by Gary Standafer
Did you know that what’s now the Little Miami State Park has been inhabited for over 10,000 years, and that artifacts have been found on the plateau that occupies the Ft. Ancient earthworks that date to 5000 BC, five millennia before the Hopewell culture built the earthworks there? Although little is known about the cultures that date to that time, quite a bit is known about the Native American cultures that thrived along the trail from 500 BC to the Indian removal a couple of hundred years ago. These native cultures cleared areas for cultivating crops, built monuments, made pottery and projectile points, and created ornaments from the shells and mussels taken from the Little Miami River. Although these cultures encompassed a large geographic area in Ohio and surrounding states, you can see a great deal of evidence of them as you traverse the trail from Newtown to Morrow.
The first Native American culture to inhabit the area was the Adena Tradition that was established as early as 500 B.C. and lasted until AD 100. Evidence of this culture can be found just a couple of blocks from the trail in the Flagg Spring Cemetery on Round Bottom Road in Newtown. Two Adena mounds are located in this cemetery, one of which stands about 12 feet high with an elliptical base of approximately 90 by 110 feet.
The Adena Tradition was followed and overlapped by the Hopewell Tradition which lasted from 200 BC to AD 500. They created a number of earthworks along or near the trail. One of these, the Stubbs Earthworks, was built in the vicinity of the Stubbs Mill Road crossing and the Morrow-Cozaddale Road crossing. These earthworks consisted of a fused rectangular and semi-circular enclosure covering over fifty acres! Most of these works have been destroyed by plowing and gravel mining but there is a visible remnant of the Stubbs Earthworks, a half-acre mound, located within a loop driveway running from Morrow-Cozaddale Road to the Little Miami schools entrance. To see this mound, take Morrow-Cozaddale Road (that’s the crossing just above Stubbs Mill Road) south about one thousand feet to the high school. Near this mound, at the present site of the high school’s grandstands, a team from the Cincinnati Museum Center discovered post molds from a giant 271-foot diameter Woodhenge, the first large timber construction of its kind known from the Hopewell era.
The most famous of the Hopewell Tradition earthworks are, of course, the Fort Ancient earthworks located on a promontory 275 feet above the trail just south of the State Route 350 crossing. These earthworks consist of an embankment 4 feet to 23 feet high and surround 125 acres within which are found numerous mounds. Parts of these same earthworks were occupied much later by another native culture, the Fort Ancient culture.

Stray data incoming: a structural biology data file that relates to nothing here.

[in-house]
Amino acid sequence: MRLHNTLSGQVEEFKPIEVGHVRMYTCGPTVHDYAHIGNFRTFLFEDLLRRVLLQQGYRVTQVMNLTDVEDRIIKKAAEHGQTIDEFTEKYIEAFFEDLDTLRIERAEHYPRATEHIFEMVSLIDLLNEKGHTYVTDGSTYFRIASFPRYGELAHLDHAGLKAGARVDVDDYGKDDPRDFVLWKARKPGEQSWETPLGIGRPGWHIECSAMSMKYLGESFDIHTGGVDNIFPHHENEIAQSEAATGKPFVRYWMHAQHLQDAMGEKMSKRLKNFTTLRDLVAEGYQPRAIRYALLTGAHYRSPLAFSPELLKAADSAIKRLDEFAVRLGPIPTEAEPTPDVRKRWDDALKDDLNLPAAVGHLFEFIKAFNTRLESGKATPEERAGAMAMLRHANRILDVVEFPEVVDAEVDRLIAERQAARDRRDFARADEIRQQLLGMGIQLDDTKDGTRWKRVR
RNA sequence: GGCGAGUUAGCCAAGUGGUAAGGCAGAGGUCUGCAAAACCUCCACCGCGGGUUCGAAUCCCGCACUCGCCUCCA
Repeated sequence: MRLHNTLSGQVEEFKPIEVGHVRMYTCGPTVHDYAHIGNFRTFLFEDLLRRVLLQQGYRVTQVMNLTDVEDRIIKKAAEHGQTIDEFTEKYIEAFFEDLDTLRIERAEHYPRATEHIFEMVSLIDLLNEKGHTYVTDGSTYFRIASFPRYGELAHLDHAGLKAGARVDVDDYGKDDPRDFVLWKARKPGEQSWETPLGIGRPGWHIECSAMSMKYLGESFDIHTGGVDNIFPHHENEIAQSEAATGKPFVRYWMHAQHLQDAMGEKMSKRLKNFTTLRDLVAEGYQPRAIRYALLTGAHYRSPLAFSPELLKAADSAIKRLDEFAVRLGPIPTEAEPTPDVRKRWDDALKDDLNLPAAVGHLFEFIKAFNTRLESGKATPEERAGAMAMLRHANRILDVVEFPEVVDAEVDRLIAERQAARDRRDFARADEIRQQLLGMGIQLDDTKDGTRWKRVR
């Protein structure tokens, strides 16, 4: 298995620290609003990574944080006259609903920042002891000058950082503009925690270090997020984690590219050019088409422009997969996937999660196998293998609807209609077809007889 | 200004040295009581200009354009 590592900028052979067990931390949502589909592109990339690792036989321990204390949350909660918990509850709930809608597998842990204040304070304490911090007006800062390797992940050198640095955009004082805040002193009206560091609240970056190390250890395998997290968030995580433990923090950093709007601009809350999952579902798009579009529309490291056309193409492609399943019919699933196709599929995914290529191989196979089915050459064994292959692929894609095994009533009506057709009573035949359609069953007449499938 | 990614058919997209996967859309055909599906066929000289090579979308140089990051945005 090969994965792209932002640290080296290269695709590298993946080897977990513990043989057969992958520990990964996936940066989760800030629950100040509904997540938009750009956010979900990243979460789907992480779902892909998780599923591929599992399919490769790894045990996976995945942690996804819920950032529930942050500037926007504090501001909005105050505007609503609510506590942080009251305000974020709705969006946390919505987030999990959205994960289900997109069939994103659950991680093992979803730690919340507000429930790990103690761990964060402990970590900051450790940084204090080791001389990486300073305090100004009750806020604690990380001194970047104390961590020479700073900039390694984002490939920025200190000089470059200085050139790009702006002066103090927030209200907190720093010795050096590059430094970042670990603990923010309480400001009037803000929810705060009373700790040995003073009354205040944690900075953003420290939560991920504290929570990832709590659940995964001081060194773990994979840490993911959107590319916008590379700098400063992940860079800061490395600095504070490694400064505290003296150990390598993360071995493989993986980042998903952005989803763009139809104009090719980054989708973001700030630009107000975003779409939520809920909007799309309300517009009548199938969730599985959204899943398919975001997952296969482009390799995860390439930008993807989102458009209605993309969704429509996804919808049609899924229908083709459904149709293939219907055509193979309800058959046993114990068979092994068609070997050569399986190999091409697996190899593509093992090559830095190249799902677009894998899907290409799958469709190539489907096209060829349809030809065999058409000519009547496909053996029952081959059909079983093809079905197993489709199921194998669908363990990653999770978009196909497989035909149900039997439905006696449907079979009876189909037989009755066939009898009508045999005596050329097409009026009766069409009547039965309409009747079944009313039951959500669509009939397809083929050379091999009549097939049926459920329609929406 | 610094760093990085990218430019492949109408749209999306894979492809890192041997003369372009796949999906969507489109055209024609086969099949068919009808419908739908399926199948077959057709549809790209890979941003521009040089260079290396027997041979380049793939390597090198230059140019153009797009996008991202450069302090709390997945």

Other Hopewell earthworks near the trail include the Milford Works located at Milford. These works, all but gone, once comprised one of the most extensive geometric complexes anywhere in the Ohio Valley region. And yet another Hopewell earthwork is the Fosters Earthworks, still intact but located on private land. You can see the hilltop on which these earthworks lie by looking across the river from the tavern’s parking lot at Foster’s Crossing.
From AD 1000 to AD 1650 the Fort Ancient culture inhabited the banks of the Little Miami River. They constructed burial mounds near their villages until about AD 1300 and thereafter buried their dead in cemeteries. One such site is located at the west end of Mariemont’s Little Miami Bluff Drive that can be found near the start of the trail in Newtown. Go west on Route 50 near the Newtown Road bridge and turn left at Miami Run to Miami Bluff Drive. A historical plaque marks the site, called the Madisonville Site, from which archaeologists continue to extract artifacts.
The last of the Native American Cultures to inhabit the Little Miami valley were the Miami and Shawnee Indian tribes. These cultures have a rich and glorious history throughout Ohio and Indiana and together made a valiant stand against the encroachment of the Europeans under the great leadership of the Miami chief, Little Turtle and the Shawnee chief, Tecumseh. A Miami Village was located somewhere in the Little Miami watershed as early as the end of the 17th century, most likely some 5 miles from the river’s mouth, and the most prominent Shawnee settlement was in present day Old Town, near Yellow Springs. Unfortunately, no Shawnee Indian or Miami Indian settlements are known to have existed within the confines of the Little Miami State Park.